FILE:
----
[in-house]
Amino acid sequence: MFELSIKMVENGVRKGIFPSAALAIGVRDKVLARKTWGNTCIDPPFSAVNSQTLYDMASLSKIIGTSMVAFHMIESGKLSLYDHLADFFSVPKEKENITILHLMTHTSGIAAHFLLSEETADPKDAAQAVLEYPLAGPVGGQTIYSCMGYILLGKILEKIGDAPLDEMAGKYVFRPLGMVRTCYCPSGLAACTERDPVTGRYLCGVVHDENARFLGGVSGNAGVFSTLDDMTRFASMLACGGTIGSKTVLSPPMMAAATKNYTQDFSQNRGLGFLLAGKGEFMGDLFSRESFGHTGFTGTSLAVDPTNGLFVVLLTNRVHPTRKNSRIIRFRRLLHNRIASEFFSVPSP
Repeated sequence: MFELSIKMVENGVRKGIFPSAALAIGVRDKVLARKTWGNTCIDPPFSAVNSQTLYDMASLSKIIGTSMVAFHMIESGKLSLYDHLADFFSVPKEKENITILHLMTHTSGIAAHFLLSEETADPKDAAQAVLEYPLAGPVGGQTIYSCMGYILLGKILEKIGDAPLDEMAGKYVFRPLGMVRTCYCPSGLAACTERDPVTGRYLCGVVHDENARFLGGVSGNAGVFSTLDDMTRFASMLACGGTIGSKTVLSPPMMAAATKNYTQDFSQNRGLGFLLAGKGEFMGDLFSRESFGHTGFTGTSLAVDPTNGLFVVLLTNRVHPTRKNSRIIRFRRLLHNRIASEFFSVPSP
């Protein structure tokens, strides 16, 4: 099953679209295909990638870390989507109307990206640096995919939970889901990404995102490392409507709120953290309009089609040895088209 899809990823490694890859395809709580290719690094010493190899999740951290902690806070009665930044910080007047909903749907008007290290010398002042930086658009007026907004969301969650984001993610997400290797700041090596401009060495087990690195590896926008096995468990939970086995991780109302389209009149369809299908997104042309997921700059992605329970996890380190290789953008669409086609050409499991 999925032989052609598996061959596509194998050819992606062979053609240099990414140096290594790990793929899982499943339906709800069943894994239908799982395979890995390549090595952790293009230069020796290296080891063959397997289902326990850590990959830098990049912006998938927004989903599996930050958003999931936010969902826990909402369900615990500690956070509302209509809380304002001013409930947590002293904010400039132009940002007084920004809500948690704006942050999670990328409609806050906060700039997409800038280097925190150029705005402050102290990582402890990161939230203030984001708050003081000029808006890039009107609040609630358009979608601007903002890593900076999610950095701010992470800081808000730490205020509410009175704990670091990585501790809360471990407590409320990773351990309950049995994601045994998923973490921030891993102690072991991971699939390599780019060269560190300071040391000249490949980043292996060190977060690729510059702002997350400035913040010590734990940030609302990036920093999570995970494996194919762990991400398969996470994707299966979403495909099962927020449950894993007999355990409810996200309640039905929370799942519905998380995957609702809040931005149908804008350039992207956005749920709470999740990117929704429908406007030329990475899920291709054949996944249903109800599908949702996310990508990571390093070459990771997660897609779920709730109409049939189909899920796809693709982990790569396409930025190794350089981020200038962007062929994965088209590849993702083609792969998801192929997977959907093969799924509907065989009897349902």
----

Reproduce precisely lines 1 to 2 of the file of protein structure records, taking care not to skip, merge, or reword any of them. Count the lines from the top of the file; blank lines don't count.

[in-house]
Amino acid sequence: MFELSIKMVENGVRKGIFPSAALAIGVRDKVLARKTWGNTCIDPPFSAVNSQTLYDMASLSKIIGTSMVAFHMIESGKLSLYDHLADFFSVPKEKENITILHLMTHTSGIAAHFLLSEETADPKDAAQAVLEYPLAGPVGGQTIYSCMGYILLGKILEKIGDAPLDEMAGKYVFRPLGMVRTCYCPSGLAACTERDPVTGRYLCGVVHDENARFLGGVSGNAGVFSTLDDMTRFASMLACGGTIGSKTVLSPPMMAAATKNYTQDFSQNRGLGFLLAGKGEFMGDLFSRESFGHTGFTGTSLAVDPTNGLFVVLLTNRVHPTRKNSRIIRFRRLLHNRIASEFFSVPSP